Betsy Brennan helps refugees put it in drive

December 17, 2011
Author: Shad Engkilterra | Salt Lake City Community Activism Examiner
http://www.examiner.com/community-activism-in-salt-lake-city/betsy-brennan-helps-refugees-put-it-drive

Betsy Brennan, 54, majored in French at Hamilton College and got her Teaching English to Speakers of Other Languages (TESOL) Certificate from the University of Utah.

Her love of languages and cultures has led her to want to help those who come to the United States learn English.  She has volunteered at the Guadalupe and HorizonteSchools and started volunteering at the English Skills Learning Center in the August of 2008 helping refugees learn English.

“You develop relationships with these people, and they feel like close friends,” says Brennan, “and they are.”

Brennan has been working with the program in the LDS Humanitarian Center helping refugees to learn English and get their driver’s licenses.

Students at the Humanitarian Center work for four hours and get four hours of English training every day.  Three hours are in a large group and the one hour is in a small group where students have their choice of classes – driver’s education, citizenship, or computer training.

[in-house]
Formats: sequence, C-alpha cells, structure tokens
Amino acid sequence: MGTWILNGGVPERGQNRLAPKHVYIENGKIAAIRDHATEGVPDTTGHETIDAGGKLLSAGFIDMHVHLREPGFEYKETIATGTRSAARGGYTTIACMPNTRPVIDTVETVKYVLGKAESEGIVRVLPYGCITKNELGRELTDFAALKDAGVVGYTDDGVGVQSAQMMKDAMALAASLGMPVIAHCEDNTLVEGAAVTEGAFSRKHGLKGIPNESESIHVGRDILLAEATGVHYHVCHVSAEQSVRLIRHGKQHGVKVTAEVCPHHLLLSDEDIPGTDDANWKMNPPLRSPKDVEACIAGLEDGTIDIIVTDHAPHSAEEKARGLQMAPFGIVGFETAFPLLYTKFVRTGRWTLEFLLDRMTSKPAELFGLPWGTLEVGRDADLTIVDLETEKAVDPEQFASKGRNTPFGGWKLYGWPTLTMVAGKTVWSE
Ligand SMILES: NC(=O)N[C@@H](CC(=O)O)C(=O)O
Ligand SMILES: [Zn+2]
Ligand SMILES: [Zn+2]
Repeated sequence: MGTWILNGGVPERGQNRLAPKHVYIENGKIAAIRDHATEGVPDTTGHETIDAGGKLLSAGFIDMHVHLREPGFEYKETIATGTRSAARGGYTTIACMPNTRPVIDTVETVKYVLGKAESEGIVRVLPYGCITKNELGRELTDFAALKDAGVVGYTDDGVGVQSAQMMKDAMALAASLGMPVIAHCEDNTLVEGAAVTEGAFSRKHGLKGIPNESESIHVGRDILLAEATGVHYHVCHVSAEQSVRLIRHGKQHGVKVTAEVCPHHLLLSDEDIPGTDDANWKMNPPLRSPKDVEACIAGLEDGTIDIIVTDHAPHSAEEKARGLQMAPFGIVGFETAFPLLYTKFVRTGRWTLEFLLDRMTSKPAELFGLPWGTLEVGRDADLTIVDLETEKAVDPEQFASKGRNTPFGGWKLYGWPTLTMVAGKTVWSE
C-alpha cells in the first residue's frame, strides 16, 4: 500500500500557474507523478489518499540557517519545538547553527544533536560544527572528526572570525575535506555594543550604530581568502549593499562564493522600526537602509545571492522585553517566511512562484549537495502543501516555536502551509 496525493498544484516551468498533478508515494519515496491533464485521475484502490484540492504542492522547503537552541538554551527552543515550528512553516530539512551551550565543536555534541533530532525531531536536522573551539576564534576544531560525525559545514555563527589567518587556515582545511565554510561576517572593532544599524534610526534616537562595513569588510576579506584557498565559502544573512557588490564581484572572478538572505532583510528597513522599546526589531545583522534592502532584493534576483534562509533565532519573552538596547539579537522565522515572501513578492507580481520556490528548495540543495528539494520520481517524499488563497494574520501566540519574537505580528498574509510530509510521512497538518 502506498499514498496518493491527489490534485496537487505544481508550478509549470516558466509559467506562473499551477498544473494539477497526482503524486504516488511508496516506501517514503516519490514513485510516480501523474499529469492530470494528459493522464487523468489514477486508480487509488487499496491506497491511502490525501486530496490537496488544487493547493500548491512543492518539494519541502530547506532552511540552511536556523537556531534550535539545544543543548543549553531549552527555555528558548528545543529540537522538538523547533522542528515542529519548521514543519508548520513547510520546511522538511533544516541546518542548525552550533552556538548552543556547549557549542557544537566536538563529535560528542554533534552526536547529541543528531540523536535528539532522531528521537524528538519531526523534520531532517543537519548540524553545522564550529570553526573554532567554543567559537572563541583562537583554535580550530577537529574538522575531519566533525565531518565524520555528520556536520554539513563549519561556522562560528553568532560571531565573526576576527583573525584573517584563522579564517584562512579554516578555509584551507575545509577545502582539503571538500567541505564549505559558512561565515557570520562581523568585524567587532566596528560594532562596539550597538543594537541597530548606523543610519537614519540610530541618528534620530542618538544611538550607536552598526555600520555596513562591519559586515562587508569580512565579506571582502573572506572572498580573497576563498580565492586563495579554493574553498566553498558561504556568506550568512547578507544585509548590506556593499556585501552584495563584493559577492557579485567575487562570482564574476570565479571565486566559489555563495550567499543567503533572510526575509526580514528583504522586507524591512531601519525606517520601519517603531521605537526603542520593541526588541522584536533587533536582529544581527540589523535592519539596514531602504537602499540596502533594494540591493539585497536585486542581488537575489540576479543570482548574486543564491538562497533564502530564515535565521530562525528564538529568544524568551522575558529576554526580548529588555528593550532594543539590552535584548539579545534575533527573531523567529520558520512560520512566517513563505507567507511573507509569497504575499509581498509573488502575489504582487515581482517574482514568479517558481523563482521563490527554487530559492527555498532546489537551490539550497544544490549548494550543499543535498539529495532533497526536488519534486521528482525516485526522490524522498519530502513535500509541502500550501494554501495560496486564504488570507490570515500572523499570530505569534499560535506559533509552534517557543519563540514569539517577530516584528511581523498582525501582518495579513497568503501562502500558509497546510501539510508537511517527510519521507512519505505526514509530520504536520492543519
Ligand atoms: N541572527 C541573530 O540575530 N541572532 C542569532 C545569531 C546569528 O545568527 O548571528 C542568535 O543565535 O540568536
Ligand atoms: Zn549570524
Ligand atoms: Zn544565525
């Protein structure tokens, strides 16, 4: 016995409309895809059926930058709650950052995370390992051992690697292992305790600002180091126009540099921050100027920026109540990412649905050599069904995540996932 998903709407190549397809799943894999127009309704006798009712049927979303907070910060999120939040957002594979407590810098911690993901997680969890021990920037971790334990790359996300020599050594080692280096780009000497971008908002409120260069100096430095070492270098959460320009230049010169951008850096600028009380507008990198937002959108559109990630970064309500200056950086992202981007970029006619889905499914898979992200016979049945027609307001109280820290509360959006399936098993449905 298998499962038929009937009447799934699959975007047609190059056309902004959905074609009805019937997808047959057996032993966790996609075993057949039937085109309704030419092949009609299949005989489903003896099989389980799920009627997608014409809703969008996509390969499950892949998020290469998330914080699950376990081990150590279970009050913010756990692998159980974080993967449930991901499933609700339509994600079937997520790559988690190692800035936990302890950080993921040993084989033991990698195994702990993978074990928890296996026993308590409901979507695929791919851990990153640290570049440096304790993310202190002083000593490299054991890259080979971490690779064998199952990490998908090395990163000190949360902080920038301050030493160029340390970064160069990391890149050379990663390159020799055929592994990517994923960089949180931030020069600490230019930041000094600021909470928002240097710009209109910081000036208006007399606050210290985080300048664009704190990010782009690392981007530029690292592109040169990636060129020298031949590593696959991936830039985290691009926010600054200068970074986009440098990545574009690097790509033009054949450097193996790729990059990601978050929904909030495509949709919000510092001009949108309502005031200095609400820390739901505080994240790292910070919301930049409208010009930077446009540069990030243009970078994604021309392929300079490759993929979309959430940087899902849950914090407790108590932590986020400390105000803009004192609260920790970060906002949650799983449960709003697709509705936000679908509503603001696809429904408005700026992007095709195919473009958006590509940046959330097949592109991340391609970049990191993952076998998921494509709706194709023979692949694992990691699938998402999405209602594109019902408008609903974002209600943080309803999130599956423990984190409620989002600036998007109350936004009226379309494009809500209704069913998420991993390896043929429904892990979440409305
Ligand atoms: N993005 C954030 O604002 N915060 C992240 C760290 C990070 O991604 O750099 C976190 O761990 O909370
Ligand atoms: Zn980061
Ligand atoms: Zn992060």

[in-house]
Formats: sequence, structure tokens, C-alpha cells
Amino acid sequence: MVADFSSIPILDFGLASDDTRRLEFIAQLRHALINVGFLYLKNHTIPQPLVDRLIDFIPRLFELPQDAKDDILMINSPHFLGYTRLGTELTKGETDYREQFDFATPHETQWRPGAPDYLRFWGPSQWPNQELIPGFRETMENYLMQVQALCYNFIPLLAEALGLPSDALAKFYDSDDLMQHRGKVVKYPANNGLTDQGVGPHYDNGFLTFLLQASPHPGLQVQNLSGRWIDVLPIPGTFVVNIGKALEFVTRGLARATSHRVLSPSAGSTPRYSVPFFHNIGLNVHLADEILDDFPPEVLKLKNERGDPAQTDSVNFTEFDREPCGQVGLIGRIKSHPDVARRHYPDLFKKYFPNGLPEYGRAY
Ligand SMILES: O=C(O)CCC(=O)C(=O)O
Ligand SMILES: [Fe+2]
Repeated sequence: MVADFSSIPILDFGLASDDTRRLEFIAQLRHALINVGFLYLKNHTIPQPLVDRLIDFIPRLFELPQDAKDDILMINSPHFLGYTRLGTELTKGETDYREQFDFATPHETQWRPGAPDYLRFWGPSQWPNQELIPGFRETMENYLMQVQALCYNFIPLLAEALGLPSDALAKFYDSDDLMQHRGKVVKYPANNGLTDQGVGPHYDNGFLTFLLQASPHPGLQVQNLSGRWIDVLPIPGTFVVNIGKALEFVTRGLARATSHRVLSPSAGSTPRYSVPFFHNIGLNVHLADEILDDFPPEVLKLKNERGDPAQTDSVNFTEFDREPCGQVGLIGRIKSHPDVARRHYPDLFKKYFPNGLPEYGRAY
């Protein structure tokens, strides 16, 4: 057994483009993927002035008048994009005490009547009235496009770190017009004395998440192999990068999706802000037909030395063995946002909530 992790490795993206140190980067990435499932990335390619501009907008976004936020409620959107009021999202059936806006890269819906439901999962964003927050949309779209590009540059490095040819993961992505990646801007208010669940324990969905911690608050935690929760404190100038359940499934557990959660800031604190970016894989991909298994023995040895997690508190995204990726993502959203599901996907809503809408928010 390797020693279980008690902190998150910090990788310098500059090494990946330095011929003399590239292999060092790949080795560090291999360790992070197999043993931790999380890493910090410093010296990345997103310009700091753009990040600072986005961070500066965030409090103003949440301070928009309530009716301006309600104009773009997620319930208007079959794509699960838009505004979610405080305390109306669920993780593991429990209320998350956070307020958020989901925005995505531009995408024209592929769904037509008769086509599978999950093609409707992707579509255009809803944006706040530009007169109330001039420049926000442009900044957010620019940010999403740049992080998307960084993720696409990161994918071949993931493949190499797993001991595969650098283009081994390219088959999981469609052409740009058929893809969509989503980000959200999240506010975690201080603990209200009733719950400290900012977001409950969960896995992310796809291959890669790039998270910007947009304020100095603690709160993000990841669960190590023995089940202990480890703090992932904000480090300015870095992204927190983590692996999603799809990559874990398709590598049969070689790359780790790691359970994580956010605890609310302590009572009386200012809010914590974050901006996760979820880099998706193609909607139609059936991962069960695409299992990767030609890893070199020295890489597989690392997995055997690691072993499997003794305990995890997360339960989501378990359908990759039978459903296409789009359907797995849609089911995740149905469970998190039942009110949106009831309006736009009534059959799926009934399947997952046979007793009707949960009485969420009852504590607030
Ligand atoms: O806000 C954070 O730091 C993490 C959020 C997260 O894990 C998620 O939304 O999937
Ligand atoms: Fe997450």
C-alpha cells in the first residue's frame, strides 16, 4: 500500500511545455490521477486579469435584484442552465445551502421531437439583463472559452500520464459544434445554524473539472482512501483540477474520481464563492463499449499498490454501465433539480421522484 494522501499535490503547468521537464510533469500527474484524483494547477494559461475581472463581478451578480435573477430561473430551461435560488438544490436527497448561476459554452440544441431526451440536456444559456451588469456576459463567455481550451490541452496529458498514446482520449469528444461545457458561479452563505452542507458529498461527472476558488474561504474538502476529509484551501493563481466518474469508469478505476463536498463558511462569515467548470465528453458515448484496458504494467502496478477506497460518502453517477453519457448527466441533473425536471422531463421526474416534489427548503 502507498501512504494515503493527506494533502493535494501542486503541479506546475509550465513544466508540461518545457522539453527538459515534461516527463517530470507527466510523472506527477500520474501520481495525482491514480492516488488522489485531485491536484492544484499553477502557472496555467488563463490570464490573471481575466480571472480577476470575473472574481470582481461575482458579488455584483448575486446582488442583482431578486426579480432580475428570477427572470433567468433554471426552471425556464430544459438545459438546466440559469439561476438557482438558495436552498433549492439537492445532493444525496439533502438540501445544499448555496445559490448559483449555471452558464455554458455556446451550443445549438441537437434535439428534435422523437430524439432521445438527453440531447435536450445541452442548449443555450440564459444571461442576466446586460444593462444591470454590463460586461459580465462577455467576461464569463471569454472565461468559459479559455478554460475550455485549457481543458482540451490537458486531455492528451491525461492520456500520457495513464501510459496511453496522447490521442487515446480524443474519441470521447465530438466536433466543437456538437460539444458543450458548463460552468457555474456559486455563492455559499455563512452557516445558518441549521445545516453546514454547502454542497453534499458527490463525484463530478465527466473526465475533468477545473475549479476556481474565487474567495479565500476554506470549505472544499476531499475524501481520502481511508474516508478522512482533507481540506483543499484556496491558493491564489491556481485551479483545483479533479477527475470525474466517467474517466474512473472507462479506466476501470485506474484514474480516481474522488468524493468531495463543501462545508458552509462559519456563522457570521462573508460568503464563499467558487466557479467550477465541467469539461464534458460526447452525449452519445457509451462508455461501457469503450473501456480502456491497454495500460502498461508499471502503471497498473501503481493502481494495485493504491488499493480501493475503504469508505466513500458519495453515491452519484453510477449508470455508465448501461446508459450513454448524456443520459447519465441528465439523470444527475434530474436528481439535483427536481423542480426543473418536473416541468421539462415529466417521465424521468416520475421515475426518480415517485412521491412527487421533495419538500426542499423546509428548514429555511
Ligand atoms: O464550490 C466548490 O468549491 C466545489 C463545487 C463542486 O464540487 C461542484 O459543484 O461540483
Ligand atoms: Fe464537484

Brennan has helped to develop the curriculum for the Driver’s Education training.  Students go over the manual, answer a series of questions and use toy cars as models to show what they have learned.

“The vocabulary is so immense that they need help figuring out the words,” says Brennan.  “It’s just the vocabulary that they really need.”

Brennan has three children – two boys and a girl.  She says that she wanted to do something to help refugees when she was younger, but she had little children at home.  When she finally had the time, she looked at her skills set to see what she could do.

“I can help them with their English,” she says.

Brennan would love to see a program developed that allowed the mothers and their children to learn together.

“If these refugees who have so little English could go to Kindergarten, they could pick up their ABCs,” says Brennan.  “It would be fun to help them bridge the gap and be able to be with their children.”